The A-B-Cs of Herb Gardens
There are few greater pleasures than stepping out your back door on a summer evening to pick fresh basil for homemade pesto or sprigs of cilantro to top a burrito. The kitchen herb garden, which dates back to the Middle Ages, can range from a simple collection of annuals to an elaborate labyrinth of culinary and medicinal plants. However large or small your plot, any herb garden quickly earns its keep, both as a tasty contribution to the kitchen and an eye-pleasing, aromatic place in the yard.
Picking Your Patch
For the most part, herbs are hardy plants and grow well in the hands of any gardener, whatever level of experience. However, there are some basic ground rules to bear in mind:
- Choose your plot carefully. It should get at least some sun. Some herbs, like oregano and mint, will thrive in lightly shaded areas, but others such as basil, cilantro, or lavender, need a lot of sun. See herb basics to figure out what will work in your yard.
- Try to find a spot close to the kitchen for easy access and convenient to a reliable water supply. Although some herbs once established are drought-tolerant, many require regular watering during the hot summer months.
- Be careful about lead and other common contaminants in the soil. If you live in a highly urbanized area or near an existing or formerly existing industrial site, you might want to get your soil tested. Soil kits are available at most garden centers. If your soil turns out to be of poor quality, don't despair, build a raised bed or plant your herbs in pots.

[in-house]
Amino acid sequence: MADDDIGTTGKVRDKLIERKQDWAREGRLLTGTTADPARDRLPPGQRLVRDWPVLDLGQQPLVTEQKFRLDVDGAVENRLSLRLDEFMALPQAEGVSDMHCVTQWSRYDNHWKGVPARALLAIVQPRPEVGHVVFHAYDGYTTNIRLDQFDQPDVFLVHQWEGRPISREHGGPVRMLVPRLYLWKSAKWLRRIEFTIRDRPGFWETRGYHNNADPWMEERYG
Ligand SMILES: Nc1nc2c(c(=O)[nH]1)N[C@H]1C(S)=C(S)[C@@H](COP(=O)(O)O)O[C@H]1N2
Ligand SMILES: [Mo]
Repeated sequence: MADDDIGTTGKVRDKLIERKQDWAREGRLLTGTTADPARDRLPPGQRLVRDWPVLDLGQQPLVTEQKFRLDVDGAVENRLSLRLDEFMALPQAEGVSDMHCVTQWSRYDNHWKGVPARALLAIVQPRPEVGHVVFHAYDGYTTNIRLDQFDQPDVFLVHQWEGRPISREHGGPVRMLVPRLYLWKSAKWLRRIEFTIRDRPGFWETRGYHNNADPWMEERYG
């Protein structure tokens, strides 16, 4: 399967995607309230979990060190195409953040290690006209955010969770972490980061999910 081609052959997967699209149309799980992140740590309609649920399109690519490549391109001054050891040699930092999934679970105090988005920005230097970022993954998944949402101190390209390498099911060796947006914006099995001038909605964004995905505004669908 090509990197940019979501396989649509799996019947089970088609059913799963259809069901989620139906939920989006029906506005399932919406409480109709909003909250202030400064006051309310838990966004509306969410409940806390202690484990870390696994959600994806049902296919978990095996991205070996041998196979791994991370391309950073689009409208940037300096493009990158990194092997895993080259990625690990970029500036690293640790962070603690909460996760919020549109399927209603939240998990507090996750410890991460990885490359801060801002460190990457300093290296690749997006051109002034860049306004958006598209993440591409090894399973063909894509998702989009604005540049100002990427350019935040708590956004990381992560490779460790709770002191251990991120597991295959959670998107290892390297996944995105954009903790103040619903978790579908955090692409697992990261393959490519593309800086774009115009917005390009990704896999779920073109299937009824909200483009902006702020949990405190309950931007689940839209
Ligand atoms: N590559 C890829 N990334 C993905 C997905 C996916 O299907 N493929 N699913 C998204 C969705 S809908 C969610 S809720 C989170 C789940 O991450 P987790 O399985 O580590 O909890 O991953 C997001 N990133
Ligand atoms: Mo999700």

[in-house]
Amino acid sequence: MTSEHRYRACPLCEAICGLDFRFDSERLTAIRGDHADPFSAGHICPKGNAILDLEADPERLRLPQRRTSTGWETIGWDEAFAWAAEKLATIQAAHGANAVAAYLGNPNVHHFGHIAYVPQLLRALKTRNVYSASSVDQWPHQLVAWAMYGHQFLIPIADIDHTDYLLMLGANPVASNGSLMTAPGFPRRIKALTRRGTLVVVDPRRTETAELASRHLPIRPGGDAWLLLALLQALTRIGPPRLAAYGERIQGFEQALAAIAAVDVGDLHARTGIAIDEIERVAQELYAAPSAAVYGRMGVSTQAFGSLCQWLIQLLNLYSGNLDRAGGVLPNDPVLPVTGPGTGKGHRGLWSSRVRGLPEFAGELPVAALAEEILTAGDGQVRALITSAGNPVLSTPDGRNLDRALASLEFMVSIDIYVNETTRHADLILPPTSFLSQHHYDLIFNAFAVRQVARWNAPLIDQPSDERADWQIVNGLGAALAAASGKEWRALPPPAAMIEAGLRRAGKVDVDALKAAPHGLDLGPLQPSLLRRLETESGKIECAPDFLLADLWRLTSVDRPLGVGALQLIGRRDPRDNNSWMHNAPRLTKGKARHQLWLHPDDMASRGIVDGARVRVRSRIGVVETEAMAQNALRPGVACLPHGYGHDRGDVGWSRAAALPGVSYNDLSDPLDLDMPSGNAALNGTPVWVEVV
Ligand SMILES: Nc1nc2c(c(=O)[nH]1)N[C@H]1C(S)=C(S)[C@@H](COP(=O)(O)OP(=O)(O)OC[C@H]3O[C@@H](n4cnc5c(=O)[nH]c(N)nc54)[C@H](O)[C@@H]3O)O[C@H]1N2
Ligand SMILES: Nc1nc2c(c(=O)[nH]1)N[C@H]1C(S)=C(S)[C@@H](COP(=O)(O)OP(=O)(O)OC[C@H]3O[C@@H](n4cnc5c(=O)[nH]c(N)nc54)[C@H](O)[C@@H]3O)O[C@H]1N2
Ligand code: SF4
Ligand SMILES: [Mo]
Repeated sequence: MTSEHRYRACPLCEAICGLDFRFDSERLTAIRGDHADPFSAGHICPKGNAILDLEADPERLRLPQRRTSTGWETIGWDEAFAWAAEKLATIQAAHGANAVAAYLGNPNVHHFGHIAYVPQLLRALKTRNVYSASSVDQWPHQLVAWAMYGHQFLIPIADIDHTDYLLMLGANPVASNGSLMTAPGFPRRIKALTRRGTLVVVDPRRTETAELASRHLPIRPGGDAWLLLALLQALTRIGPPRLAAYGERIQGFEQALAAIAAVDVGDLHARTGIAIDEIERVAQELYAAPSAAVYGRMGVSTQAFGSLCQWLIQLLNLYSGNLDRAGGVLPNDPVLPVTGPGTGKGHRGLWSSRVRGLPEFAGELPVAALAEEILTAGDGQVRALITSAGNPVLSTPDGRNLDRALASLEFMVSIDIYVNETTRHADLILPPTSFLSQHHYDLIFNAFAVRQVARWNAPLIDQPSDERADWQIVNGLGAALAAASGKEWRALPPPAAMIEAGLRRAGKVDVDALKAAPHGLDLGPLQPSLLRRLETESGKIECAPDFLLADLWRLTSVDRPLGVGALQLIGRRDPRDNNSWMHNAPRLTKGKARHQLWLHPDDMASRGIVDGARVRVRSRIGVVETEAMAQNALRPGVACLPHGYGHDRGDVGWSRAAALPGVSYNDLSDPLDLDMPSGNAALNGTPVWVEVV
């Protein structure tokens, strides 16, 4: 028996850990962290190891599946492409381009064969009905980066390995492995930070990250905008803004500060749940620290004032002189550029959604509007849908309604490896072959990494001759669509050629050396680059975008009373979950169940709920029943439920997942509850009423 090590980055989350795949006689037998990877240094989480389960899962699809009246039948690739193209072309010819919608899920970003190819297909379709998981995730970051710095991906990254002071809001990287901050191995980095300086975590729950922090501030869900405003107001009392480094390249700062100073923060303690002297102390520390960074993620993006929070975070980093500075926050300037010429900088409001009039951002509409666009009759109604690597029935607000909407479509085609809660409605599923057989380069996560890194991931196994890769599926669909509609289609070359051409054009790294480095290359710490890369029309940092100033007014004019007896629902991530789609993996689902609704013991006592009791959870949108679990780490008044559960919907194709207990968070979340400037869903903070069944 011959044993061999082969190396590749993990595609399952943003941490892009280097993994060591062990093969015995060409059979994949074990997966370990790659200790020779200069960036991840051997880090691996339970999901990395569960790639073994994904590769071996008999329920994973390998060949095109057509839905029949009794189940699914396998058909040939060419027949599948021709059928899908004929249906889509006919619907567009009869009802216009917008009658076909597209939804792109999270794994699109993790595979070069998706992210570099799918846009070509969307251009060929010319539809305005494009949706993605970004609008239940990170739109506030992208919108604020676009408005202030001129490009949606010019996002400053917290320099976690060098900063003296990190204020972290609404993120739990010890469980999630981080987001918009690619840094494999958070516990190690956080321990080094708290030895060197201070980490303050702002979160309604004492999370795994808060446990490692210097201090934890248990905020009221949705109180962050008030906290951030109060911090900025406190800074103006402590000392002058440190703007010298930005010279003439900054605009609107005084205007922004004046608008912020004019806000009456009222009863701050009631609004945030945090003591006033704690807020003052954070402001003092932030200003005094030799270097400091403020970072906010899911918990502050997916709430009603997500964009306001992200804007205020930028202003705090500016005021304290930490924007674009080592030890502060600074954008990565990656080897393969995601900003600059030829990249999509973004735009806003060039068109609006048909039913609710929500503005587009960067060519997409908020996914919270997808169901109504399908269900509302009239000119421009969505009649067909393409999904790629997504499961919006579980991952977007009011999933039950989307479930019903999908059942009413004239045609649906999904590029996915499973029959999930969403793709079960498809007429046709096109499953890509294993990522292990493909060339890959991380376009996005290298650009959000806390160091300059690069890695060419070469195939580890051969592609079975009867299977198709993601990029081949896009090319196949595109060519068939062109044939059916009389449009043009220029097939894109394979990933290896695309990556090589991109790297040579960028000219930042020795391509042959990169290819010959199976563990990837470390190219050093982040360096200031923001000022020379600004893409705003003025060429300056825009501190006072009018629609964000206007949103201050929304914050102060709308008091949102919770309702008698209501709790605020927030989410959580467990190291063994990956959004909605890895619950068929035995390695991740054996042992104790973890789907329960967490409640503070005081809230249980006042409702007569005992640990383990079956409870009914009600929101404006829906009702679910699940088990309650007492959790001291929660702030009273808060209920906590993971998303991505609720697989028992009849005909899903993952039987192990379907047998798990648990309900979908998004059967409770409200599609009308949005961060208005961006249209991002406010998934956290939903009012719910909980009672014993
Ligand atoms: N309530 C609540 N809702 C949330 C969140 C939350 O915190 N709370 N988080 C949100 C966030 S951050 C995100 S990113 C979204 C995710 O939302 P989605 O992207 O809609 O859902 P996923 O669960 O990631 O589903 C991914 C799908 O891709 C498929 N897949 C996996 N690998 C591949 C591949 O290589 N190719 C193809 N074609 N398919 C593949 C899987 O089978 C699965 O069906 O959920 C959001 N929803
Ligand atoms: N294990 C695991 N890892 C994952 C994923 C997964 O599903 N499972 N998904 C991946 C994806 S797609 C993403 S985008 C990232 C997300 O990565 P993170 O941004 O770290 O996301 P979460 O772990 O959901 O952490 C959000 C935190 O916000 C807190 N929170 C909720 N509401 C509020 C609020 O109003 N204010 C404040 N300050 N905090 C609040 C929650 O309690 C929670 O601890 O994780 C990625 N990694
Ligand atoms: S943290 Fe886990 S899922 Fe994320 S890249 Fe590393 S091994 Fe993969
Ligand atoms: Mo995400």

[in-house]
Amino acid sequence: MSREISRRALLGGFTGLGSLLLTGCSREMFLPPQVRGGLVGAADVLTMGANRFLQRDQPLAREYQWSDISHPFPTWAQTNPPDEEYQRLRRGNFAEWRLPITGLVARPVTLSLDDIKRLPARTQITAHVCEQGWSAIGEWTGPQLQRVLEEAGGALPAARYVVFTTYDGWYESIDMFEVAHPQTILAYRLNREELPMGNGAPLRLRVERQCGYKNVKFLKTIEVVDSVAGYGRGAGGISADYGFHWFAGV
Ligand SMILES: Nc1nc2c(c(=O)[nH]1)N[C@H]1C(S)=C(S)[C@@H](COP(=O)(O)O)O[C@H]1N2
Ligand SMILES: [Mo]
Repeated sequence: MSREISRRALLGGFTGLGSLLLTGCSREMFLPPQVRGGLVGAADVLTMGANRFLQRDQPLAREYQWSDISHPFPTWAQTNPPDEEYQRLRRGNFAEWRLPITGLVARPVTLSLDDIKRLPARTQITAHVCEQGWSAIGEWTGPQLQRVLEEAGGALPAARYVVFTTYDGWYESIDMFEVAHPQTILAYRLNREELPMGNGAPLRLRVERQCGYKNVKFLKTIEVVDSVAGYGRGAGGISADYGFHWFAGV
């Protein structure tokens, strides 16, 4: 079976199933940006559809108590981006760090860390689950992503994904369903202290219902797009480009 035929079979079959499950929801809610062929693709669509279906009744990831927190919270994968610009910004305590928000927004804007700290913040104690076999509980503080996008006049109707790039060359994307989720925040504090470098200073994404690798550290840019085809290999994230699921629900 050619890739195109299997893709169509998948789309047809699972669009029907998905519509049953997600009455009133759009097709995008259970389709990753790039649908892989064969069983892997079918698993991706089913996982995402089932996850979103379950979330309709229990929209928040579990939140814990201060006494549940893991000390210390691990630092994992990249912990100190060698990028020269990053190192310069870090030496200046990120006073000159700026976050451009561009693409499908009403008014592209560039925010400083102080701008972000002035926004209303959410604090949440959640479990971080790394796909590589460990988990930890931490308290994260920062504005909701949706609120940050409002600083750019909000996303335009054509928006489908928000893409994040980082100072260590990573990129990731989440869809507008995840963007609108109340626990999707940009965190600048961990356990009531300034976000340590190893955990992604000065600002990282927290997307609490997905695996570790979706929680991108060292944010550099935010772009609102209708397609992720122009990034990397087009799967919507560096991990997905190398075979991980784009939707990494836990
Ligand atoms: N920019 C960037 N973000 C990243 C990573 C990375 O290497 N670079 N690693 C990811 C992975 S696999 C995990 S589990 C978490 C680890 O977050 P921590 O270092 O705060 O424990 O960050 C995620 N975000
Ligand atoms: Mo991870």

Planting Your Garden
Once you've found the ideal spot, you're ready to plant your herbs. Whether you start your garden from a packet of seeds or with seedlings from a nursery depends largely on what you're growing and the time of year. It can be a wonderful experience to watch a seed evolve into a mature plant or it can be equally rewarding to buy and plant an herb garden in a day.
- Plant what you want to cook. If you like to make pesto, for example, plant as much basil as you have space for.
- Plant for the future. Remember that perennials and annuals spread. An oregano plant can double in size in a month and a small rosemary plant will one day become a two-foot bush, so space your plants generously.
- Water your plants regularly, but be careful not to moisten them in the midday sun. The process can actually burn the leaves and weaken the plant.
How to Build a Raised Bed
- Choose your garden spot, then dig down half a foot
- Erect a wood frame around the bed
- Put a perforated plastic sheet down to separate the old soil from the new
- Fill in the bed with a mix of top soil and manure
Make great use of your fresh herbs with these delicious recipes:
This article was contributed by Ruth Prince